As another Summer comes to a conclusion, all you will hear from TV pundits and news articles is the next recession is impending. It seems a recession is always just around the corner! The Nostradamus of recession predictions is the Inverted Yield Curve which was achieved last week and just in time for Back to School shopping. The yield curve inverts when the 2-year U.S. Treasury bond yield is greater than the 10-year U.S. Treasury bond yield. While many factors do indicate a recession is looming (US-China trade relations, political uncertainty, lack of stimulus from 2018 tax cuts, etc.), several indicate the fear is overblown. The job market remains strong, reduced interest rates by the Federal Reserve and strong corporate balance sheets. The good news is this fear is a constant in the market whether it’s August 2019, August 2017 or August 2008. To achieve sizeable investment returns requires a degree of risk. So, sit back, relax, enjoy the last week or two of Summer and practice the following (whether a recession is looming or not):

  1. Proper Emergency Fund – 3 months minimum but 12-24 months is not out of the question for some. Understanding how you will react during a recession is not an enjoyable exercise and better to prepare for the worst especially if worried about ongoing employment.
  2. Access to Credit – much easier to obtain a Home Equity Line of Credit (HELOC) when employed and home values are high. Not only does it provide liquidity but allows you to reduce the amount of emergency funds needed.
  3. Continued Employment – if work is steady and not worried about staff reduction or cutback in hours then riding out a market downturn is less impactful especially if more than 5 years till retirement.
  4. Reduce Expenses – no time like the present to understand what the household needs each month to run properly. If cuts need to be made, have a list ready of the first expenses to go (e.g. cable bill, travel, and eating out).
  5. Investments – never stop dollar cost averaging into retirement accounts and other investments. That is the key to long-term success and a much less stressful path. If investment risk is correct in an up market it should not change in a down market unless you want to be aggressive and reallocate into more equities especially in retirement is more than 10 years away.

The average recession lasts 1.5 years and 3 out of 4 economists are predicting another one by 2021 so make sure to follow the above advice sooner than later. It’s always best to pack the life jackets before leaving the shore!

Recently, both the CFP® Board and the Securities and Exchange Commission have set higher standards of care & transparency when dealing with clients.  While both are welcome developments, they are still catching up to our pledge to uphold a fiduciary duty to our clients since Lighthouse Financial Advisors was founded in 1999! A fiduciary duty is the legal obligation of one party to act in the best interest of another. Brokers fear being asked if they have a fiduciary duty.


As noted in our May 2, 2018 blog, the CFP® Board is strengthening its code of ethics to require advisors to act as fiduciaries at all times when working with clients.  The policy was set to go into effect Oct 1, 2019, but enforcement is delayed to June 30,2020.  This is to allow time for increased enforcement capabilities and to allow CFP® certificants and employers at firms that do not require a fiduciary standard to catch up to the new rules.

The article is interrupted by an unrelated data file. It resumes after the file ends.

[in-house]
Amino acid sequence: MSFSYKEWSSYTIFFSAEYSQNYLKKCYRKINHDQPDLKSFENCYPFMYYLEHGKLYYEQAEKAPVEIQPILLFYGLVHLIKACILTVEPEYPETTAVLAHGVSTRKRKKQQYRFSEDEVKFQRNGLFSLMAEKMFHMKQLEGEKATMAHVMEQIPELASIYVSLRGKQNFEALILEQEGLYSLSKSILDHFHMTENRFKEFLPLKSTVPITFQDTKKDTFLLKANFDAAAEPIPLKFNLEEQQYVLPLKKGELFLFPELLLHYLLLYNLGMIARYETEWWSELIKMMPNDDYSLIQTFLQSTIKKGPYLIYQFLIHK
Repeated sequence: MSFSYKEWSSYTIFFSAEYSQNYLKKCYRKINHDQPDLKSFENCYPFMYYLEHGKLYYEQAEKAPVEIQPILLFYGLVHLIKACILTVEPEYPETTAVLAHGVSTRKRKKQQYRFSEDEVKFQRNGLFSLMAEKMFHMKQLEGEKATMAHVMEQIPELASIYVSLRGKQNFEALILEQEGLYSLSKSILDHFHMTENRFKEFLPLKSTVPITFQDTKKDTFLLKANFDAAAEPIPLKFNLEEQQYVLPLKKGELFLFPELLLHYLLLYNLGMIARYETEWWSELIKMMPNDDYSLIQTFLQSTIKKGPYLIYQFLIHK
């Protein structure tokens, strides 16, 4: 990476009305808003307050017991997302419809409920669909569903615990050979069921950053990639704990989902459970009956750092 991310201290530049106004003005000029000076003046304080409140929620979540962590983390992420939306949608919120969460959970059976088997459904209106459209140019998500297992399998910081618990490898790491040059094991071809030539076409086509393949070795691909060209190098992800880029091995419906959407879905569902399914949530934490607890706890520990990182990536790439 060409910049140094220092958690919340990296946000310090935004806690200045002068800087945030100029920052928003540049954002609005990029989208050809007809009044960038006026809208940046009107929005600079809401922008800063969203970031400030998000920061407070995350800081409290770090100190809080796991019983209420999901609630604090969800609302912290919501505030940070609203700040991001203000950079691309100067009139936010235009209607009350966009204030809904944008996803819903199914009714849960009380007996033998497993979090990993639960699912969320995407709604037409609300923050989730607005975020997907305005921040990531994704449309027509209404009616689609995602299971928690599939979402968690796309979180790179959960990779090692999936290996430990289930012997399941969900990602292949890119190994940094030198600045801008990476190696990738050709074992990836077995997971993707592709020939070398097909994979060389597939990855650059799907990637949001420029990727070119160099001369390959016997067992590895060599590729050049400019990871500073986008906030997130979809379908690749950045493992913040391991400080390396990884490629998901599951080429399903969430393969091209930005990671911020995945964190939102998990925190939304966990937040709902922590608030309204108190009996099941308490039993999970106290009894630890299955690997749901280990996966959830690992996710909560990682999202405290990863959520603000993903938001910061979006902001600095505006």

Meanwhile, the SEC adopted Regulation Best Interest: The Broker-Dealer Standard of Conduct, which requires that broker-dealers act in the “best interest” of their “retail customers.” While any progress is welcome to see on a Federal level, under the new SEC reforms, brokers still do not have to operate under a fiduciary standard.


While we are overseen by the SEC, we are also CFP®’s and members of the Alliance of Comprehensive Planners. From day one we have held ourselves to the higher Fee-Only Fiduciary Standard, and could not agree more with how even the SEC Commissioner Robert Jackson put it, consumers “should seek out true fiduciary advice from financial professionals who have chosen to hold themselves to higher standards” than those set by the SEC. We couldn’t agree more!


THE OFFICIAL CFP® FIDUCIARY DUTY STANDARD – At all times when providing Financial Advice to a Client, a CFP® professional must act as a fiduciary, and therefore, act in the best interests of the Client. The following duties must be fulfilled:

  1. Duty of Loyalty. A CFP® professional must:
    • Place the interests of the Client above the interests of the CFP® professional and the CFP® Professional’s Firm;
    • Avoid Conflicts of Interest, or fully disclose Material Conflicts of Interest to the Client, obtain the Client’s informed consent, and properly manage the conflict; and
    • Act without regard to the financial or other interests of the CFP® professional, the CFP® Professional’s Firm, or any individual or entity other than the Client, which means that a CFP® professional acting under a Conflict of Interest continues to have a duty to act in the best interests of the Client and place the Client’s interests above the CFP® professional’s.
  2. Duty of Care. A CFP® professional must act with the care, skill, prudence, and diligence that a prudent professional would exercise in light of the Client’s goals, risk tolerance, objectives, and financial and personal circumstances.
  3. Duty to Follow Client Instructions. A CFP® professional must comply with all objectives, policies, restrictions, and other terms of the Engagement and all reasonable and lawful directions of the Client.